Youths Regularly Receive Pro-Marijuana Tweets
Hundreds of thousands of American youths are following marijuana-related Twitter accounts and getting pro-pot messages several times per day, researchers at Washington University School of Medicine in St. Louis have found.
The tweets are cause for concern, they say, because young people are thought to be especially responsive to social media influences. In addition, patterns of drug use tend to be established in a person’s late teens and early 20s.
In a study published in the Journal of Medical Internet Research, the Washington University team analyzed messages tweeted from May 1 through December 31, 2013, by a Twitter account called Weed Tweets@stillblazintho. Among pro-marijuana accounts, this one was selected because it has the most Twitter followers—about 1 million. During the eight-month study period, the account posted an average of 11 tweets per day.
“As people are becoming more accepting of marijuana use and two states have legalized the drug for recreational use, it is important to remember that it remains a dangerous drug of abuse,” says principal investigator Patricia A. Cavazos-Rehg, PhD, an assistant professor of psychiatry. “I’ve been studying what is influencing attitudes to change dramatically and where people may be getting messages about marijuana that are leading them to believe the drug is not hazardous.”
Although 19 states now allow marijuana use for medical purposes, much of the evidence for its effectiveness remains anecdotal. Even as Americans are relaxing their attitudes about marijuana, in 2011, marijuana contributed to more than 455,000 emergency room visits in the United States, federal research shows. Some 13% of those patients were ages 12 to 17.
A majority of Americans favor legalizing recreational use of the drug, and 60% of high school seniors report they don’t believe regular marijuana use is harmful. A recent report from the U.N. Office on Drugs and Crime said that more Americans are using cannabis as their perception of the health risk declines. The report stated that for youth and young adults, “more permissive cannabis regulations correlate with decreases in the perceived risk of use.”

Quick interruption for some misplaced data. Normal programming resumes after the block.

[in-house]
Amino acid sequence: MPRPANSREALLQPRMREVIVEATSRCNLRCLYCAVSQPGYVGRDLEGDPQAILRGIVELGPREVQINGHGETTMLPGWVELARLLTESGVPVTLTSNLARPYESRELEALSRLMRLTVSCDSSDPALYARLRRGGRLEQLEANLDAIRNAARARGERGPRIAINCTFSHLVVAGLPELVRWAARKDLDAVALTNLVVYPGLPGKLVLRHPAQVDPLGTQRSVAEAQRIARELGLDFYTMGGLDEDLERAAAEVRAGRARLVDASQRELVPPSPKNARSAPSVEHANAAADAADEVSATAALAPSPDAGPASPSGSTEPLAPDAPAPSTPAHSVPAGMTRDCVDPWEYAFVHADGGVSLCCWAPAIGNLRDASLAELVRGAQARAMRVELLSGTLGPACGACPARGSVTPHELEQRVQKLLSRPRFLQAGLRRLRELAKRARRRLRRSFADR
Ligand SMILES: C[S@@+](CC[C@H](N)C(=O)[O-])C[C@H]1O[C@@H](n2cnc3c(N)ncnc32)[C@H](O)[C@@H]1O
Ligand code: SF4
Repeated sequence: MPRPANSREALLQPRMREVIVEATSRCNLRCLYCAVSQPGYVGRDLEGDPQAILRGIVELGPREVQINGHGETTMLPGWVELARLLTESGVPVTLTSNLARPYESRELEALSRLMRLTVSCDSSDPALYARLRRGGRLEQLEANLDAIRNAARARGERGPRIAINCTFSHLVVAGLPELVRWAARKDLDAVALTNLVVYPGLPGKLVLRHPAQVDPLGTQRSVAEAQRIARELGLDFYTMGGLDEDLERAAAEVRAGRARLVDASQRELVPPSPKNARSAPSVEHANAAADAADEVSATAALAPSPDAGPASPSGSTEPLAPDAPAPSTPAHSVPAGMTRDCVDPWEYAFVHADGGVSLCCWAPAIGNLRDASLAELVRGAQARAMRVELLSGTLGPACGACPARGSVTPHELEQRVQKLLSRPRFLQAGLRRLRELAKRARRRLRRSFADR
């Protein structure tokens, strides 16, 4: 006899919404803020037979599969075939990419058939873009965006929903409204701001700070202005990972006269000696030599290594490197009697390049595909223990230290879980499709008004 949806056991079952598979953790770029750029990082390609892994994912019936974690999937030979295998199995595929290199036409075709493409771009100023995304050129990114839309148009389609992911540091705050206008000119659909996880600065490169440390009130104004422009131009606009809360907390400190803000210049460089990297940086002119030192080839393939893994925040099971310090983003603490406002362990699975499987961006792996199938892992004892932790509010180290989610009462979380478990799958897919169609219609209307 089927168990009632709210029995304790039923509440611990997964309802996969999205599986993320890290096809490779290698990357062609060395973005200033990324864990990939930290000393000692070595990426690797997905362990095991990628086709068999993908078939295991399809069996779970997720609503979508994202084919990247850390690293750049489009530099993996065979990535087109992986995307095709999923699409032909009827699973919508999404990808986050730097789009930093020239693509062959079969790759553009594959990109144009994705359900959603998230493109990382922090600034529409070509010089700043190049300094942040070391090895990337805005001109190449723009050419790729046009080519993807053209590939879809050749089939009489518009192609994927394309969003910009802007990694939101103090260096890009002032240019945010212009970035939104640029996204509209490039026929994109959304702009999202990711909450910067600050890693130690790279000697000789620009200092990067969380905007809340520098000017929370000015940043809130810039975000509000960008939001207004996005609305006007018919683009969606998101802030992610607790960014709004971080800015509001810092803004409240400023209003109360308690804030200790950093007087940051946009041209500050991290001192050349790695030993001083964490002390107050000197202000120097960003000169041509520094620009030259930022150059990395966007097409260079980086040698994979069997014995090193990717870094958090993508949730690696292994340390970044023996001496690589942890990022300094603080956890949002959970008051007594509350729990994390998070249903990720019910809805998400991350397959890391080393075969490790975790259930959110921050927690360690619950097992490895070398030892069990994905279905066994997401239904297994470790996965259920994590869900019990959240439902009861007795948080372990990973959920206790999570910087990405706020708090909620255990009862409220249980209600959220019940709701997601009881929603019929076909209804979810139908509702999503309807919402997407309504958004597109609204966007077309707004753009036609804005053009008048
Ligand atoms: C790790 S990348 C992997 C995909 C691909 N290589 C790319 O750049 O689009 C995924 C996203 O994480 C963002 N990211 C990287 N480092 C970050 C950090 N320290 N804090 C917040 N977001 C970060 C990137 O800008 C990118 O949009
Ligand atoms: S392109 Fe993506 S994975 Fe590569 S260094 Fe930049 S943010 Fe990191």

Cavazos-Rehg says Twitter also is influencing young people’s attitudes about the drug. Studying Weed Tweets, the team counted 2,285 tweets during the eight-month study. Of those, 82% were positive about the drug, 18% were either neutral or did not focus on marijuana, and 0.3% expressed negative attitudes about it.
Many of the tweets were meant to be humorous. Others implied that marijuana helps a person feel good or relax, and some mentioned different ways to get high.
With the help of a data analysis firm, the investigators found that of those receiving the tweets, 73% were under 19. Fifty-four percent were 17 to 19, and almost 20% were 16 or younger. About 22% were 20 to 24 years of age. Only 5% of the followers were 25 or older.
“These are risky ages when young people often begin experimentation with drugs,” Cavazos-Rehg says. “It’s an age when people are impressionable and when substance-use behaviors can transition into addiction. In other words, it’s a very risky time of life for people to be receiving messages like these.”
Cavazos-Rehg says it isn’t possible from this study to “connect the dots” between positive marijuana tweets and actual drug use, but she cites previous research linking substance use to messages from television and billboards. She suggests this also may apply to social media.
“Studies looking at media messages on traditional outlets like television, radio, billboards, and magazines have shown that media messages can influence substance use and attitudes about substance use,” she says. “It’s likely a young person’s attitudes and behaviors may be influenced when he or she is receiving daily, ongoing messages of this sort.”
The researchers also learned that the Twitter account they tracked reached a high number of African-Americans and Hispanics compared with Caucasians. Almost 43% were African-American, and nearly 12% were Hispanic. In fact, among Hispanics, Weed Tweets ranked in the top 30% of all Twitter accounts followed.
“It was surprising to see that members of these minority groups were so much more likely than Caucasians to be receiving these messages,” Cavazos-Rehg says, adding that there is particular concern about African-Americans because their rates of marijuana abuse and dependence are about twice as high as the rate in Caucasians and Hispanics.
The findings point to the need for a discussion about the pro-drug messages young people receive, Cavazos-Rehg says.
“There are celebrities who tweet to hundreds of thousands of followers, and it turns out a Twitter handle that promotes substance use can be equally popular,” she explains. “Because there’s not much regulation of social media platforms that could lead to potentially harmful messages being distributed. Regulating this sort of thing is going to be challenging, but the more we can provide evidence that harmful messages are being received by vulnerable kids, the more likely it is we can have a discussion about the types of regulation that might be appropriate.”
— Source: Washington University in St. Louis